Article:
At this rate, we’d need two earths!


At this rate, we’d need two earths!

Abu Dhabi - This means we have reached the point of consuming 1.6 planet Earths per year.


Silvia Radan

  • Follow us on
  • google-news
  • whatsapp
  • telegram

Published: Mon 8 Aug 2016, 12:00 AM

Last updated: Thu 11 Aug 2016, 3:25 PM

As of today, the humanity has used up all the Earth's resources for the year! According to the international research organisation Global Footprint Network (GFN), August 8 marks the date when the world's seven billion people annual demand on nature exceeds what Earth can regenerate during the entire year.
This means we have reached the point of consuming 1.6 planet Earths per year. The reason is overpopulation, but especially because we emit more carbon dioxide into the atmosphere than our oceans and forests can absorb, and we deplete fisheries and harvest forests more quickly than they can reproduce and regrow.
From now until December 31, all natural water resources, wood, fisheries, food crops, even livestock will be provided from Earth's reserves. Humanity has been living on credit for the past 46 years, but the overshoot day is coming earlier every year.
In 1970, the day all natural resources finished was calculated on December 23. In 1980 it was November 3, in 1990 it was October 13, in 2000 it was October 4 and in 2015 it was August 13.
Carbon emissions are the fastest growing contributor to ecological overshoot, now making up to 60 per cent of humanity's demand on nature.
If we adhere to the goals set by the Paris climate agreement adopted by nearly 200 countries in December 2015, the carbon footprint will need to gradually fall to zero by 2050. This calls for a new, eco-conscious way of living.
"The good news is that it is possible with current technology and financially advantageous with overall benefits exceeding costs. It will stimulate emerging sectors like renewable energy, while reducing risks and costs associated with the impact of climate change on inadequate infrastructure. The only resource we still need more of is political will," said Mathis Wackernagel, co-founder and CEO of GFN.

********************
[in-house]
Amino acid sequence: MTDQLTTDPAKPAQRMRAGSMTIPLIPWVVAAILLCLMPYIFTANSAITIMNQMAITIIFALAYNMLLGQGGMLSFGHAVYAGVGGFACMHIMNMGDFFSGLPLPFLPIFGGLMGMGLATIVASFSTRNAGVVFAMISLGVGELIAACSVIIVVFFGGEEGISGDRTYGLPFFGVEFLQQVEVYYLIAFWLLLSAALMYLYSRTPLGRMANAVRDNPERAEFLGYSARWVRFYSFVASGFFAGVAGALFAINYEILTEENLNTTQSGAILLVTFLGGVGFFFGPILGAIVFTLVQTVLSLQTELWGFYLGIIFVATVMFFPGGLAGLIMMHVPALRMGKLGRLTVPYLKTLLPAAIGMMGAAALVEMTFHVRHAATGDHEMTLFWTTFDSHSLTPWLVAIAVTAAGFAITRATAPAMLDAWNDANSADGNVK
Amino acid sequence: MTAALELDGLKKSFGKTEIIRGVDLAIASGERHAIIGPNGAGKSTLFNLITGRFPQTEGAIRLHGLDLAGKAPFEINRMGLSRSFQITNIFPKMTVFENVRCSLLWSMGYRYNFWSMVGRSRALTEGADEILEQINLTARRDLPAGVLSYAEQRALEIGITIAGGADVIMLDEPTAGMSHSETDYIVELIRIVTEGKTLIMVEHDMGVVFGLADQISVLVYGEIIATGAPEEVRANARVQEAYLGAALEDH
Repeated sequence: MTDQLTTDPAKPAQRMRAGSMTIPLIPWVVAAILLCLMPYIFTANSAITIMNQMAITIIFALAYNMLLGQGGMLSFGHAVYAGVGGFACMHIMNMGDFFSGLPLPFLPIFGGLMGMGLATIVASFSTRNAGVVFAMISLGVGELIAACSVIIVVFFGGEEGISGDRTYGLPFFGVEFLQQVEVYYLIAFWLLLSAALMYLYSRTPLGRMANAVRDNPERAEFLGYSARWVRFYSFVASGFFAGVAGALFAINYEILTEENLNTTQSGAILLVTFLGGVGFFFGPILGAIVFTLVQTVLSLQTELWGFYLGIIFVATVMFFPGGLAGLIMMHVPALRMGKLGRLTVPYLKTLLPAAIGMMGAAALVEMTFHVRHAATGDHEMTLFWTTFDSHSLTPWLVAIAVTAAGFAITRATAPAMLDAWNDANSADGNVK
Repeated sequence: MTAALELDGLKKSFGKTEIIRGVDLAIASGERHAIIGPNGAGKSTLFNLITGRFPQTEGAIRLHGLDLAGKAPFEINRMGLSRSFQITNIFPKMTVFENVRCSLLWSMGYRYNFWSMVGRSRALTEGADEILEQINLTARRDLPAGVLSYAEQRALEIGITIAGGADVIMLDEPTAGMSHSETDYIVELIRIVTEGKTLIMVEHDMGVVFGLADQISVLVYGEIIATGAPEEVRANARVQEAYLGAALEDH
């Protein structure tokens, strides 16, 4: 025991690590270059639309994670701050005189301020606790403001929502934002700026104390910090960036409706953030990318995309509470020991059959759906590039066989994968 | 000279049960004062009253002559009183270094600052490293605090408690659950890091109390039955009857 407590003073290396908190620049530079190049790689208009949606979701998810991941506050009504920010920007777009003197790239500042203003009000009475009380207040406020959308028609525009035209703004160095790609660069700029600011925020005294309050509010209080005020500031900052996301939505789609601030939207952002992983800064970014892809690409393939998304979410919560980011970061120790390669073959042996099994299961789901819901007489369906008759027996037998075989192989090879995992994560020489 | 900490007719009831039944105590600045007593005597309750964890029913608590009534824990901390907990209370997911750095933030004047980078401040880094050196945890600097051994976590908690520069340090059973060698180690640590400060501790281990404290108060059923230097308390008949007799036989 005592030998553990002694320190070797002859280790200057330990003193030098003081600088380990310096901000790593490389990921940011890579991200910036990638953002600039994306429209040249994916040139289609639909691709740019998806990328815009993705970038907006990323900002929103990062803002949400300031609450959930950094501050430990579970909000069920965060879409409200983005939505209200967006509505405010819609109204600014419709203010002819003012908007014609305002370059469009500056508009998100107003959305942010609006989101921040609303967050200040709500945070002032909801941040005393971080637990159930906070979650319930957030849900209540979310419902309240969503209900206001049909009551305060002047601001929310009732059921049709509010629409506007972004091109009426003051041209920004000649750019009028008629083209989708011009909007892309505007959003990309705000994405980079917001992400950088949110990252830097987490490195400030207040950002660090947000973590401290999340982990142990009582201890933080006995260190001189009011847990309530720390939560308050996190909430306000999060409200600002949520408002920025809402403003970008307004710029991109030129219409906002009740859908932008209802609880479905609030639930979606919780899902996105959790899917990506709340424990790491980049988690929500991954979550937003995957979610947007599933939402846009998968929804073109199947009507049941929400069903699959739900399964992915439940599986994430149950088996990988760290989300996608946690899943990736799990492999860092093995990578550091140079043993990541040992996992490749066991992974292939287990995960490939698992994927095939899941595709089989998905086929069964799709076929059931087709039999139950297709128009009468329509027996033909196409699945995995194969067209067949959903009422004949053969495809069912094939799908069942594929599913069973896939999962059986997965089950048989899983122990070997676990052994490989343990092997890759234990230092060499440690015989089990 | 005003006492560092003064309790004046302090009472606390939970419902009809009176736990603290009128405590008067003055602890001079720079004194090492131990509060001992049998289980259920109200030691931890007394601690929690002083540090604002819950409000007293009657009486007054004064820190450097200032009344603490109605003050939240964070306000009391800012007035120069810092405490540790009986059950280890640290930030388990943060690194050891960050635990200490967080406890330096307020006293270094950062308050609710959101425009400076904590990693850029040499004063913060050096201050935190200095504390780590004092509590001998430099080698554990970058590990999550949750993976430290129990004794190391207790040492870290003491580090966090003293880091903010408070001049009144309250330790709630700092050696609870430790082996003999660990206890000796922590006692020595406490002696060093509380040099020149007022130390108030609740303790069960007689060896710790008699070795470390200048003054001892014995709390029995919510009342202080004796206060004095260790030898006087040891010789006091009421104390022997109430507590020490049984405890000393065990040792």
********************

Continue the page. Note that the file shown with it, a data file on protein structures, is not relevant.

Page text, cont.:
How UAE battles emission
Back in 2006, the GFN reported that UAE has the world's highest ecological footprint, which prompted the country's authorities to take immediate measures to reduce it.
According to Deepti Mahajan Mittal, project manager of Footprint, Climate and Energy at Worldwide Fund for Nature-Emirates Wildlife Society(EWS), the UAE has since reduces its ecological footprint, but this is still high per capita and carbon forms the majority of the country's footprint.
Greenhouse gas emissions from fossil fuel combustion are the most important contributor to emissions.
"The country has set itself a clean energy target of 24 per cent share in the energy mix by 2021, but there needs to be increased ambition on renewable energy, particularly solar which has immense potential in the UAE," Mittal told Khaleej Times.
"We should continue to adopt and strictly implement energy efficiency standards for electrical appliances and efficiency codes for buildings. Electricity and water utilities need to make further efforts to change consumer behaviour through education and appropriate price signals."
"The UAE is amongst the fastest growing vehicle markets in the world and it is pertinent to increase the efficiency of the vehicle fleet through a fuel economy standard for light-duty vehicles and intake of more electric vehicles," added Mittal.
EWS, as well as GFN, is already working with the government on giving shape to a range of such policy tools.
If "business as usual" continues, the impacts of climate change in the UAE are as drastic as elsewhere in the world. The planet has already warmed by an average of one degree Celsius since the middle of the 20th century.
As temperatures rise and climate impacts become more evident, the UAE is predicted to experience hotter and more humid summers, extreme weather events such as storm surges are predicted to increase and precipitation patterns are expected to change across the Arabian Gulf as is seawater salinity.
"Increase in average temperatures will lead to increased power demand for cooling. Sea-level rise, closely related to rising global temperatures and extreme events, will pose risks for infrastructure as well as inhabitants and economic activities. Changing land and sea surface temperatures will impact terrestrial and marine biodiversity. Agriculture outputs the world over are predicted to be impacted, bringing unprecedented policy challenges for large food importers such as the UAE," Mittal added.

More news from